New primitive mineral found in Allende meteorite
The Allende meteorite impacted in the Mexican state of Chihuahua in 1969. More than 40 years later, the meteorite continues to help scientists better understand the early stages of our solar system's evolution.
Indeed, researchers from the California Institute of Technology (Caltech) recently discovered a new mineral embedded in the space rock - one they believe to be among the oldest minerals formed in the solar system.
Dubbed panguite, the new titanium oxide is named after Pan Gu, a giant from ancient Chinese mythology who is said to have established the world by separating yin from yang to create the earth and the sky.
"Panguite is an especially exciting discovery since it is not only a new mineral, but also a material previously unknown to science," explained Chi Ma, director of the Geological and Planetary Sciences division's Analytical Facility at Caltech.
According to Ma, the Allende meteorite is the largest carbonaceous chondrite - a diverse class of primitive meteorites - ever found on our planet and is considered by many the best-studied meteorite in history.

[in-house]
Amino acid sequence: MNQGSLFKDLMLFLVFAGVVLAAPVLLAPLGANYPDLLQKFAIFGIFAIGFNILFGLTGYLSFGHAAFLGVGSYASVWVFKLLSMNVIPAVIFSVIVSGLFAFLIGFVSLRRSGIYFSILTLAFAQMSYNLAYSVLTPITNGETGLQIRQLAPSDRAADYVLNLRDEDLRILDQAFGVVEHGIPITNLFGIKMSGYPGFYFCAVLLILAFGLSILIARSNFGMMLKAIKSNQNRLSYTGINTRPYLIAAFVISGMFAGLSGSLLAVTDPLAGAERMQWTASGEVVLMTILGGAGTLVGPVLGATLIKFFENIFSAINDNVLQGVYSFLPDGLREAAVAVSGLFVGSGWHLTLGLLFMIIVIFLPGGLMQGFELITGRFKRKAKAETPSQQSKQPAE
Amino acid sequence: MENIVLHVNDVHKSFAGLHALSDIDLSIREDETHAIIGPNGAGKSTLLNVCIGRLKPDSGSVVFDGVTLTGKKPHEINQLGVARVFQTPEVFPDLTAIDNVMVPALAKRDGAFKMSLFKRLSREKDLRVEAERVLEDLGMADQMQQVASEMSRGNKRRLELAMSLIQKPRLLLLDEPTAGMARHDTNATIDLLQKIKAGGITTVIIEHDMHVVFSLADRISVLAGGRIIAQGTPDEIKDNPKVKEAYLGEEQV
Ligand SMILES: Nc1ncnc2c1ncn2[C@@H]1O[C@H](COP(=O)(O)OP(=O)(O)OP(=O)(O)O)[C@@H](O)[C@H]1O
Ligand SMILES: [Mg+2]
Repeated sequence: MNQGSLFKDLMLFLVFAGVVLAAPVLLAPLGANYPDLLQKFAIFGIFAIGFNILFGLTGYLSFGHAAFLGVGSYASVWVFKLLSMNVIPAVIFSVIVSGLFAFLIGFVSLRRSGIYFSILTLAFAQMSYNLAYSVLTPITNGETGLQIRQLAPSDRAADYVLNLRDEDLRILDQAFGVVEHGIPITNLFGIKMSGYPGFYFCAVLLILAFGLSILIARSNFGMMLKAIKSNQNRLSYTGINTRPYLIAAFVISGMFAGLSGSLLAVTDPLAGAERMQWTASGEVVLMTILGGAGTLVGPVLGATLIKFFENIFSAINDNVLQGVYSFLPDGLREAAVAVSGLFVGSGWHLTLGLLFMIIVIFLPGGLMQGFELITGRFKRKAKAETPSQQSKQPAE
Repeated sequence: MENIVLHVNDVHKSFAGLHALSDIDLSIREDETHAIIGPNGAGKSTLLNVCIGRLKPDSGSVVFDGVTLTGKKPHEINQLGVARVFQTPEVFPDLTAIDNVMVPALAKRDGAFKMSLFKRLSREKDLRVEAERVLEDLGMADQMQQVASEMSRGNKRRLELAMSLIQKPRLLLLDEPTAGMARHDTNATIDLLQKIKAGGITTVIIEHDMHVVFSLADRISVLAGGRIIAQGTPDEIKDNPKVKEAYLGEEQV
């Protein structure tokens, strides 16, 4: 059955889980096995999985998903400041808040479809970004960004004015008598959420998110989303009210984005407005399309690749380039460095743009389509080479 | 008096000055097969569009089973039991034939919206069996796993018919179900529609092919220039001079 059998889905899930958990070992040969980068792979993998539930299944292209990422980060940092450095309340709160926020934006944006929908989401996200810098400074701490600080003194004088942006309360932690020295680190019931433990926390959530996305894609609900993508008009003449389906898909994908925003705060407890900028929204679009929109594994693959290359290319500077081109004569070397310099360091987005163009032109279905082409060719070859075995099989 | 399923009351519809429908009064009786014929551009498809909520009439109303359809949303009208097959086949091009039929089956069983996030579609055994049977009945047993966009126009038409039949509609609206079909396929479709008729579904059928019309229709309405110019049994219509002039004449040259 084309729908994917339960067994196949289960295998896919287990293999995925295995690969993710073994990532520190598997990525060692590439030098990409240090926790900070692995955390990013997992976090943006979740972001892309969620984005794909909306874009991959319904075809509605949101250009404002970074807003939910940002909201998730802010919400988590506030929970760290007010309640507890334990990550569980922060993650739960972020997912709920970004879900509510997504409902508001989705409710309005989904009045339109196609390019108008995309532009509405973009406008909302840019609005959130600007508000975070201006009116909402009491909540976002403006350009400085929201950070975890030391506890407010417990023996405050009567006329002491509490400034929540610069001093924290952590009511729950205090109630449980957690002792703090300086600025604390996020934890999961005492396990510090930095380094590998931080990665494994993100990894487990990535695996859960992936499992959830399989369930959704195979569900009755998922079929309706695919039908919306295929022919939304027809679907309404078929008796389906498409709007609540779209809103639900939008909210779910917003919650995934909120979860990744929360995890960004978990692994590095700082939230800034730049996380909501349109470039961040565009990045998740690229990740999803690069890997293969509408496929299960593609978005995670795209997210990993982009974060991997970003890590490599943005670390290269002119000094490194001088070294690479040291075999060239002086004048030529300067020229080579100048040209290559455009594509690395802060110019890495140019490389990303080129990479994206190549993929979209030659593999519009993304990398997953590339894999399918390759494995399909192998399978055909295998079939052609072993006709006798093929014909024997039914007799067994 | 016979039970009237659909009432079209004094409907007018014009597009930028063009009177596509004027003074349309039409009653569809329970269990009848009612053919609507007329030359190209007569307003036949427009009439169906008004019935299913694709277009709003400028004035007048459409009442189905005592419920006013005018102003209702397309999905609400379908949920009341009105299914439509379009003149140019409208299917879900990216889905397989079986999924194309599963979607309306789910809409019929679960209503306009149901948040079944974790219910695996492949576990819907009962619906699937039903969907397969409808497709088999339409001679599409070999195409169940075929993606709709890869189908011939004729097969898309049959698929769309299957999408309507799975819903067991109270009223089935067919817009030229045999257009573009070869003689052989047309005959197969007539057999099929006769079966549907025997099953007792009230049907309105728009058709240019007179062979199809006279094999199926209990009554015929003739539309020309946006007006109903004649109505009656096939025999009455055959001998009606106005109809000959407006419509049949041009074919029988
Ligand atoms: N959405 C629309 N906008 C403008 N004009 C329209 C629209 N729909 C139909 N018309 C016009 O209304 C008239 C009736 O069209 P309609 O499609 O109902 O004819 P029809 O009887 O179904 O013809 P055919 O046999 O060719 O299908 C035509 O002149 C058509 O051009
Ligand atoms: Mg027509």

As a result of an ongoing nanomineralogy investigation of primitive meteorites - which Ma has been leading since 2007 - 9 new minerals, including panguite, have been found in the Allende meteorite. Some of those new finds include the minerals allendeite, hexamolybdenum, tistarite, and kangite.
"The intensive studies of objects in this meteorite have had a tremendous influence on current thinking about processes, timing, and chemistry in the primitive solar nebula and small planetary bodies," said Professor George Rossman.
Panguite was first observed under a scanning electron microscope in an ultra-refractory inclusion embedded in the meteorite. Refractory inclusions are among the first solid objects formed in our solar system, dating back to before the formation of Earth and the other planets. "Refractory" refers to the fact that these inclusions contain minerals that are stable at high temperatures and in extreme environments, which attests to their likely formation as primitive, high-temperature liquids produced by the solar nebula.
As Ma notes, studies of panguite and other newly discovered refractory minerals are continuing in an effort to learn more about the conditions under which they formed and subsequently evolved.
"Such investigations are essential to understand the origins of our solar system," he added.